Second deadly citrus disease hits Australian shores

Illegal import: Another deadly citrus disease detected

Horticulture
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Huanglongbing disease detected on citrus budwood illegally brought to Brisbane Airport.

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Huanglongbing - or citrus greening disease – had been confirmed on citrus budwood, which was attempted to be illegally imported through Brisbane Airport. Photo - DAF

Huanglongbing - or citrus greening disease – had been confirmed on citrus budwood, which was attempted to be illegally imported through Brisbane Airport. Photo - DAF

JUST days after the horticulture industry was rocked by the detection of citrus canker disease in the Northern Territory, a new disease has been detected. 

Officials from the federal department of Department of Agriculture and Water Resources said today that Huanglongbing - or citrus greening disease – had been confirmed on citrus budwood, which was attempted to be illegally imported through Brisbane Airport. 

A passenger tried to smuggle citrus budwood into Australia using the inner tubing of a tyre.

The penalties for the illegal importation of plants can include fines of up to $420,000 and/or up to 10 years’ imprisonment.

Australian chief plant protection officer Dr Kim Ritman said it was subsequently confirmed that the plant material was carrying Huanglongbing.

If this disease was to arrive here, it could decimate our citrus tree population. - Dr Kim Ritman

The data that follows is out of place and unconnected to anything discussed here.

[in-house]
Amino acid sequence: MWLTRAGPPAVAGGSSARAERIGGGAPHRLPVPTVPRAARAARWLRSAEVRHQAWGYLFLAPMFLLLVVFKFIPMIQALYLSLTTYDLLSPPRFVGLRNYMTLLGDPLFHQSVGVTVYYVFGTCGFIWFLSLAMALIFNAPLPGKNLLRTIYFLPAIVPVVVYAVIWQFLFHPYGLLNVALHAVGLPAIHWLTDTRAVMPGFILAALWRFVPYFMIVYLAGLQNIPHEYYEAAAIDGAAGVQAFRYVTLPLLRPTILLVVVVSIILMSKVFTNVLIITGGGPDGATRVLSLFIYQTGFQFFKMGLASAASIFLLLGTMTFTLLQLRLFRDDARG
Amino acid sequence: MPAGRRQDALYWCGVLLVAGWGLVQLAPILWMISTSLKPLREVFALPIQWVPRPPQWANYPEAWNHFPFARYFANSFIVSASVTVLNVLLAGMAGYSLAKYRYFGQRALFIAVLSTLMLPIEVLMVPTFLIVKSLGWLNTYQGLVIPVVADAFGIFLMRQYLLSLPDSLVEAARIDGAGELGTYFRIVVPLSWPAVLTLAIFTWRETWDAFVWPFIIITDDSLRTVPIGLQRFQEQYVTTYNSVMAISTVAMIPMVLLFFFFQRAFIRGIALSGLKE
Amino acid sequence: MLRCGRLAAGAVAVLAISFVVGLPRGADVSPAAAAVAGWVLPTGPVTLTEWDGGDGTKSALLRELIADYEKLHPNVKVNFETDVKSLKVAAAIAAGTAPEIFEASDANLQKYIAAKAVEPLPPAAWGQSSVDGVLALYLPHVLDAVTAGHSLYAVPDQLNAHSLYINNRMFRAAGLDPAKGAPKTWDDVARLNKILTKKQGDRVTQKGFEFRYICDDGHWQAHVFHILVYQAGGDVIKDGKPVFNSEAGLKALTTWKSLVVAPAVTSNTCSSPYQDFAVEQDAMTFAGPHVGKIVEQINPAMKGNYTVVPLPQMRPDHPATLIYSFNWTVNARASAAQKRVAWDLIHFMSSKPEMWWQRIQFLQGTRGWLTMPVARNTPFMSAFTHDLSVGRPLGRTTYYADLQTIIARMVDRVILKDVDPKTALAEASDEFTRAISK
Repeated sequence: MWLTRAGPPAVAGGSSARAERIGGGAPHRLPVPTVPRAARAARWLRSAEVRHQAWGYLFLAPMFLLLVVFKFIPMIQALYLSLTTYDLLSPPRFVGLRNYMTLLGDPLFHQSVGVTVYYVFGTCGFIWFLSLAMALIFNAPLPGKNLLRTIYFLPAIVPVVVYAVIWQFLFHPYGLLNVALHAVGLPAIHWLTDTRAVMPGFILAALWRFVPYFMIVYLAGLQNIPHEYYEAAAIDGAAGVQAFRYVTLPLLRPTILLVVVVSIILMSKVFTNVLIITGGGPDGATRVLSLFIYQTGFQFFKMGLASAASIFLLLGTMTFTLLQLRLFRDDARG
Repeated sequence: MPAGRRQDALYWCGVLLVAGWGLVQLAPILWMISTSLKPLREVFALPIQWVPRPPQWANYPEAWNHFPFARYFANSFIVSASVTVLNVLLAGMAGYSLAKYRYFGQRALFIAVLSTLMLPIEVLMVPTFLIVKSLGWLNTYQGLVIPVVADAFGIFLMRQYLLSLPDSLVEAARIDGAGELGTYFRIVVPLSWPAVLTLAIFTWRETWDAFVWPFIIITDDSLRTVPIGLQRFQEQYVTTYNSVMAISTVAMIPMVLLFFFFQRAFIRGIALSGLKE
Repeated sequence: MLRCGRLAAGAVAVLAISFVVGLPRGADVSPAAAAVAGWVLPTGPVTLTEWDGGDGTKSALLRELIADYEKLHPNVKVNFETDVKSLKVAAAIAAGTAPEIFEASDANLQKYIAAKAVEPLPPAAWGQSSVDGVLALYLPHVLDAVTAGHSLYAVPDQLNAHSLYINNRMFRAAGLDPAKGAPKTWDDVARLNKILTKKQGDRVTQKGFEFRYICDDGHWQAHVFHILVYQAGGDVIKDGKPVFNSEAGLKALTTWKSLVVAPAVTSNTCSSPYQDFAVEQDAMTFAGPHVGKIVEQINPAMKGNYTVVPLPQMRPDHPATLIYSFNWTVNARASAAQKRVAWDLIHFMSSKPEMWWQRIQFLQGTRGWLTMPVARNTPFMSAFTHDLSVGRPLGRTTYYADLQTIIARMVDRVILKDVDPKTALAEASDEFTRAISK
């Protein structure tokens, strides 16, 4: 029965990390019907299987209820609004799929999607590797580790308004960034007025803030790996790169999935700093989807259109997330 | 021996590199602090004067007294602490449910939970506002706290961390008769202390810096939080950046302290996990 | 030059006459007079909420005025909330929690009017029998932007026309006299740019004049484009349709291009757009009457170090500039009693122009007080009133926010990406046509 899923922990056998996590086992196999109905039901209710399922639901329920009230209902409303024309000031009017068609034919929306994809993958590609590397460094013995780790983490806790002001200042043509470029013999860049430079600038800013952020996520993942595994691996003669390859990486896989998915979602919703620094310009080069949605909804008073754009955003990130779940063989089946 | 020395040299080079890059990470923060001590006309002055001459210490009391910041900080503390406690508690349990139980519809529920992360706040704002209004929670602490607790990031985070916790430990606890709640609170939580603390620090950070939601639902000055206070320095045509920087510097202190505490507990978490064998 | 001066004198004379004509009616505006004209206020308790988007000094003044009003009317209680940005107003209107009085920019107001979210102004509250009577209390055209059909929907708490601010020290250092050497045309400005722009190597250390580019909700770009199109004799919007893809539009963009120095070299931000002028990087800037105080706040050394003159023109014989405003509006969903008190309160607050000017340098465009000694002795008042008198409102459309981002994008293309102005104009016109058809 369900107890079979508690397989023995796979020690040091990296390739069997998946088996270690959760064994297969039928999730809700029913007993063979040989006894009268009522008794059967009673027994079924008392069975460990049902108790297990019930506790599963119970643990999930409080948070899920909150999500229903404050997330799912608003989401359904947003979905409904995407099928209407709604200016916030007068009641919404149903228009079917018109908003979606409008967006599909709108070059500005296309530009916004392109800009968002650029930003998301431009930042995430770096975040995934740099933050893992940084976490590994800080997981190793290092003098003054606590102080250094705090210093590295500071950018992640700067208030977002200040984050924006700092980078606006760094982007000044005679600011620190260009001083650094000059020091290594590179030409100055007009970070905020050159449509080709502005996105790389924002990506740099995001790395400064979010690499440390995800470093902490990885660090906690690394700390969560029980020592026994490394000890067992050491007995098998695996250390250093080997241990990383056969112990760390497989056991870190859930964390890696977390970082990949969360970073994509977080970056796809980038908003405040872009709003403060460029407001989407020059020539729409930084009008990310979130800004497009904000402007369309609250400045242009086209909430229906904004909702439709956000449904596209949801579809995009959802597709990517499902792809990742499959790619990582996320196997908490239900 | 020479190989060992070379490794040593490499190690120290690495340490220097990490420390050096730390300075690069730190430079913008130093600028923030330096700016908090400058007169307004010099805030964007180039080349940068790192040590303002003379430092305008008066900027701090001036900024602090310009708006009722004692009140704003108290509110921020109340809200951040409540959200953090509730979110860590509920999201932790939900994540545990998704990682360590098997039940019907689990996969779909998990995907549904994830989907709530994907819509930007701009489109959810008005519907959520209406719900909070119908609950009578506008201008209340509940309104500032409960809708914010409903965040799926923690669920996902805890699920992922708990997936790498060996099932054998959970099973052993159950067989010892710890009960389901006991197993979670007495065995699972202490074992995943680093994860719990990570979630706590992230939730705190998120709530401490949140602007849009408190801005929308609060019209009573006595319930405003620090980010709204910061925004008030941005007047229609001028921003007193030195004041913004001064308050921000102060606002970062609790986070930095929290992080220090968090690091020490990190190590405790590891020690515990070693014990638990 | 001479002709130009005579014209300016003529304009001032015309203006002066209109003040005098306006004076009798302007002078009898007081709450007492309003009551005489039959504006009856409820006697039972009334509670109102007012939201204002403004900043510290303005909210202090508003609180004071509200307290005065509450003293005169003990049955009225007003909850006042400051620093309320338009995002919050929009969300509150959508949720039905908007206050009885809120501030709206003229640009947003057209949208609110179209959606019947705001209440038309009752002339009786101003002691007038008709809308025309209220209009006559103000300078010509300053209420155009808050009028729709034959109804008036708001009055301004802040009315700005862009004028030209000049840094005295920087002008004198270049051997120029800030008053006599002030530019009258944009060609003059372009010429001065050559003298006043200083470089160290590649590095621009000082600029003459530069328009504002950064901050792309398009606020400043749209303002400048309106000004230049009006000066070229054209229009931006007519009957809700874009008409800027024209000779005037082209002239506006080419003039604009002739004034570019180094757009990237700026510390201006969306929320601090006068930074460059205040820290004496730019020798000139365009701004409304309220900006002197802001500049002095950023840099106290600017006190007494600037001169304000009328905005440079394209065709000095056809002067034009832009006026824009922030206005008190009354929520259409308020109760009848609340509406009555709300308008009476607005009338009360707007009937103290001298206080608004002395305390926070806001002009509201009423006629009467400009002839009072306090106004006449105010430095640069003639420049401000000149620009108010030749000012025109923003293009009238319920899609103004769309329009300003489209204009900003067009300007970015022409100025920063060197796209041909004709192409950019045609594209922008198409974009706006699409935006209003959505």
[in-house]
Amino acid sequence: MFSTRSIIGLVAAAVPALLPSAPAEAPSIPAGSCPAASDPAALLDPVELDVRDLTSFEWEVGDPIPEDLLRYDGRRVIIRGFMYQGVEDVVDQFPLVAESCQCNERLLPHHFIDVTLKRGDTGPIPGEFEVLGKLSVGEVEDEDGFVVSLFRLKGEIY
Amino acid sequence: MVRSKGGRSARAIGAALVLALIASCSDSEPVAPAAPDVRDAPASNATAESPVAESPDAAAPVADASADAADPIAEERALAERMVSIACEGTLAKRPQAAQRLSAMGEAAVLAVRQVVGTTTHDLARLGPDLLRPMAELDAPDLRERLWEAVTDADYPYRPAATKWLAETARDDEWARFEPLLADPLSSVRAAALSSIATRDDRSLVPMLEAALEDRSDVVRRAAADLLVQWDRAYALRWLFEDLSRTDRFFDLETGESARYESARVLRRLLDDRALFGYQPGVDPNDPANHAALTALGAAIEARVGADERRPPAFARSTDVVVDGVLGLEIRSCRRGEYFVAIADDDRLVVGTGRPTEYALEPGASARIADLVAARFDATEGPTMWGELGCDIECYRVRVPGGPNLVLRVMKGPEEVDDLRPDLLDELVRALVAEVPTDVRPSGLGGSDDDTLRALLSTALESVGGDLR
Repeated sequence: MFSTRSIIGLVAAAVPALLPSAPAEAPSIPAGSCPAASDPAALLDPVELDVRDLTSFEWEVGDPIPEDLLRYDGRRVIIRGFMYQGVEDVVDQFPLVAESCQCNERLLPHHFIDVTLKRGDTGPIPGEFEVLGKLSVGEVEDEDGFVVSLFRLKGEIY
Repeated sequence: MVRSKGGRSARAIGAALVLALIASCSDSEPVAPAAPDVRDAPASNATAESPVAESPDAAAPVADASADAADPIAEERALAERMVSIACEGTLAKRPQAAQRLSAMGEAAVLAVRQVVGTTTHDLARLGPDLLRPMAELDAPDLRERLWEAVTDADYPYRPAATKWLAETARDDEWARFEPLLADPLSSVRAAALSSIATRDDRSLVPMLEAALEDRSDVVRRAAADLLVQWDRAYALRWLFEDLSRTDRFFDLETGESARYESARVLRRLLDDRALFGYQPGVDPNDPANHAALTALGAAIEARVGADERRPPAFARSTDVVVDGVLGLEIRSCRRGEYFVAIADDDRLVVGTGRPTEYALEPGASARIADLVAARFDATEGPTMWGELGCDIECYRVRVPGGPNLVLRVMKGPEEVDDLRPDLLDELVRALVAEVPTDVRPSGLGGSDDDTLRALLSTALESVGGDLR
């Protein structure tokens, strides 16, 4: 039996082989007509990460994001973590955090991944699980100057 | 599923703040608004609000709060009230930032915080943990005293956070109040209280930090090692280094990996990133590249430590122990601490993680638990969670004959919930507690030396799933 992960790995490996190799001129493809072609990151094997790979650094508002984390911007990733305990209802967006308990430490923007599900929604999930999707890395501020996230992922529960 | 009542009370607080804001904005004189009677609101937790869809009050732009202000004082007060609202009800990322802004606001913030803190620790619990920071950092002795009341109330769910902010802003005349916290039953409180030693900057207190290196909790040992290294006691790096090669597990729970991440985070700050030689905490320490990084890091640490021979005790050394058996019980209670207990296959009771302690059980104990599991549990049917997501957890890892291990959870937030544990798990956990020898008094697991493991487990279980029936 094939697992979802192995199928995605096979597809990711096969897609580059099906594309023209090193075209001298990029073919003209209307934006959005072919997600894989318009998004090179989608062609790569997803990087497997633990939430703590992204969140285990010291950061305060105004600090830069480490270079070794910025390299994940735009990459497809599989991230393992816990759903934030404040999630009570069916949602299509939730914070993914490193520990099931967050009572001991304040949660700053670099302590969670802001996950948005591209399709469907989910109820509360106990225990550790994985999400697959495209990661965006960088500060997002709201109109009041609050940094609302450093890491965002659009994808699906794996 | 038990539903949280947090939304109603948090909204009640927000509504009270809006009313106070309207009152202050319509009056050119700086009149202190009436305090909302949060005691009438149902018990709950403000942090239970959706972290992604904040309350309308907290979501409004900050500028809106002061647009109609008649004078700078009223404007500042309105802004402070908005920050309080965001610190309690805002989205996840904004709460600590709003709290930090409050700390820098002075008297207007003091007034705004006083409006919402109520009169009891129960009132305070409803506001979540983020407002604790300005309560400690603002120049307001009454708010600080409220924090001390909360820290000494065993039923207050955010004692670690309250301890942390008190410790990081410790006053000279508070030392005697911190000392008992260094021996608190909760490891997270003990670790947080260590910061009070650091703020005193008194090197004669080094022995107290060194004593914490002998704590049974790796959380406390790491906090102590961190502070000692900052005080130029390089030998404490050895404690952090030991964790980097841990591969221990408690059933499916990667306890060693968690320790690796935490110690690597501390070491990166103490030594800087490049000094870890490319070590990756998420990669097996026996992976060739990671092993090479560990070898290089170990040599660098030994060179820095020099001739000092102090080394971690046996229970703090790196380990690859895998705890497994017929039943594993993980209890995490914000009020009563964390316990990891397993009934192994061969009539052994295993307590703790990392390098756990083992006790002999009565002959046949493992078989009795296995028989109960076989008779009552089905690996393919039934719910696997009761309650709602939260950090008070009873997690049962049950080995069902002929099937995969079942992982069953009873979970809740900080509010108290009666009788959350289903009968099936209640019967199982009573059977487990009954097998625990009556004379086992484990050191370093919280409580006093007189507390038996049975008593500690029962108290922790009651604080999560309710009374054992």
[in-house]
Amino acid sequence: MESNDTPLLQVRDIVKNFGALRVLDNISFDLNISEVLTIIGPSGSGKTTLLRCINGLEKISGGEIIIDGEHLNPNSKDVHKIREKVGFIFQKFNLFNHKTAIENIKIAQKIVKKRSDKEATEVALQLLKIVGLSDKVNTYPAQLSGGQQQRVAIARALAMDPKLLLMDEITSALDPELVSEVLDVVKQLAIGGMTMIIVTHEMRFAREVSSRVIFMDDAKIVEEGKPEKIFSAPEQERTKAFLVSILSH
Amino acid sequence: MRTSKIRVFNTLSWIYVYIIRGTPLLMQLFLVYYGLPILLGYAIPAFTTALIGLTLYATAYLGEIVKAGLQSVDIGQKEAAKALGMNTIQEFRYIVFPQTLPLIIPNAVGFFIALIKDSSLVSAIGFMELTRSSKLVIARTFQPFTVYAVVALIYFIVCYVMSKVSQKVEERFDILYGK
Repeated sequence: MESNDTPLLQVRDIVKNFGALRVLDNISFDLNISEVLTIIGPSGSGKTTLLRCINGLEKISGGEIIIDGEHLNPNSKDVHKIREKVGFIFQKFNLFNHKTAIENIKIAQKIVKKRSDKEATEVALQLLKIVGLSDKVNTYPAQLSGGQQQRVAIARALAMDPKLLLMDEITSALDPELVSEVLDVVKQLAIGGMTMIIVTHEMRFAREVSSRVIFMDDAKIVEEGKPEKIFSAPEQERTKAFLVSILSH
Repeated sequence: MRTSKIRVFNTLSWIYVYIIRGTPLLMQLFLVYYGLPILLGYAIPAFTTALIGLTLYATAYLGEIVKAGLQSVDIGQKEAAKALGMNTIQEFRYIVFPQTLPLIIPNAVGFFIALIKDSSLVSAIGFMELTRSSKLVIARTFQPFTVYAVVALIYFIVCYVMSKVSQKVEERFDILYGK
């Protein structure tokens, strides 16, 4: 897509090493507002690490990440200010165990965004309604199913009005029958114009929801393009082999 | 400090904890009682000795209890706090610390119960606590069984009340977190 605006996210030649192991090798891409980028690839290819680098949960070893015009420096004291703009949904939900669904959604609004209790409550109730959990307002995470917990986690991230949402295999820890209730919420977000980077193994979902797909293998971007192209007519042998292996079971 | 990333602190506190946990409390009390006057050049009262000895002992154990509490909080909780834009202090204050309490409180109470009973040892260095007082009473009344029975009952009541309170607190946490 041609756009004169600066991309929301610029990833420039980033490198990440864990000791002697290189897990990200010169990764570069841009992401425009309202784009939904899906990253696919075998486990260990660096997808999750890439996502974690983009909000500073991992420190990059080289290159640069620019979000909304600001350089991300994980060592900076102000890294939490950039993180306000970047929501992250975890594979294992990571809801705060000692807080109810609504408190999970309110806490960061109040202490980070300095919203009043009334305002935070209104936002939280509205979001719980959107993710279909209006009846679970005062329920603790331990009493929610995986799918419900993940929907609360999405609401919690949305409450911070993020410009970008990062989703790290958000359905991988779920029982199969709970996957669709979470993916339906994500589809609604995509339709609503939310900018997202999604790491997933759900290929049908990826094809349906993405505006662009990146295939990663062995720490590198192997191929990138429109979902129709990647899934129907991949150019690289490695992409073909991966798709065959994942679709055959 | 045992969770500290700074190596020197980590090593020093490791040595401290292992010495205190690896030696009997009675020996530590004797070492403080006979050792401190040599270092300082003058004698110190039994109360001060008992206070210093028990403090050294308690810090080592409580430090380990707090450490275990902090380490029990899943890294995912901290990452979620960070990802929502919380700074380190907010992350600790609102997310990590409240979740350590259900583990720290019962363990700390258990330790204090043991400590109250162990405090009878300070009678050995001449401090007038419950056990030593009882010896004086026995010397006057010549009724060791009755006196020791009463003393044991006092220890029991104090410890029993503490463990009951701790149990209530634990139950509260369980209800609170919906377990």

“It is also highly disappointing that the passenger is employed in a horticulture sector that was significantly impacted by the 2005 outbreak of citrus canker,” Dr Ritman said.

“If this disease was to arrive here, it could decimate our citrus tree population, meaning less produce for export and fewer home-grown oranges, mandarins and lemons on our supermarket shelves.

“In Florida, Huanglongbing has destroyed millions of citrus trees, devastated the citrus industry and led to massive yield losses for farmers.

“It is Australia’s fifth priority plant pest and there is currently no cure, so we definitely do not want passengers bringing this devastating disease here.”

Dr Ritman said biosecurity officers intercepted the risky material and the passenger was now the subject of enforcement action by the department.

“This is a timely reminder of the significant biosecurity risks we face at the border, but it also highlights the importance of being aware of what you can and cannot bring into Australia from overseas,” she said.

In 2017, there were 16,460 citrus interceptions across Australia’s international airports, mail centres and seaports. This equates to around 5.5 per cent of all biosecurity interceptions. 

Growcom chief executive officer David Thomson said industry was grateful for the biosecurity officials at Brisbane Airport.

“We applaud the biosecurity staff that made this discovery,” Mr Thomson said.

“Their actions have potentially stopped an industry-decimating pest incursion from taking hold.” 

“The citrus industry supports a huge number of rural families and businesses, and contributes a significant amount to the Australian economy.

“Australia produces 750,000 tonnes of citrus annually with an export value of around $460 million.

RELATED STORY: ‘Officials seize, destroy citrus canker infected plants’.

The story Second deadly citrus disease hits Australian shores first appeared on Queensland Country Life.

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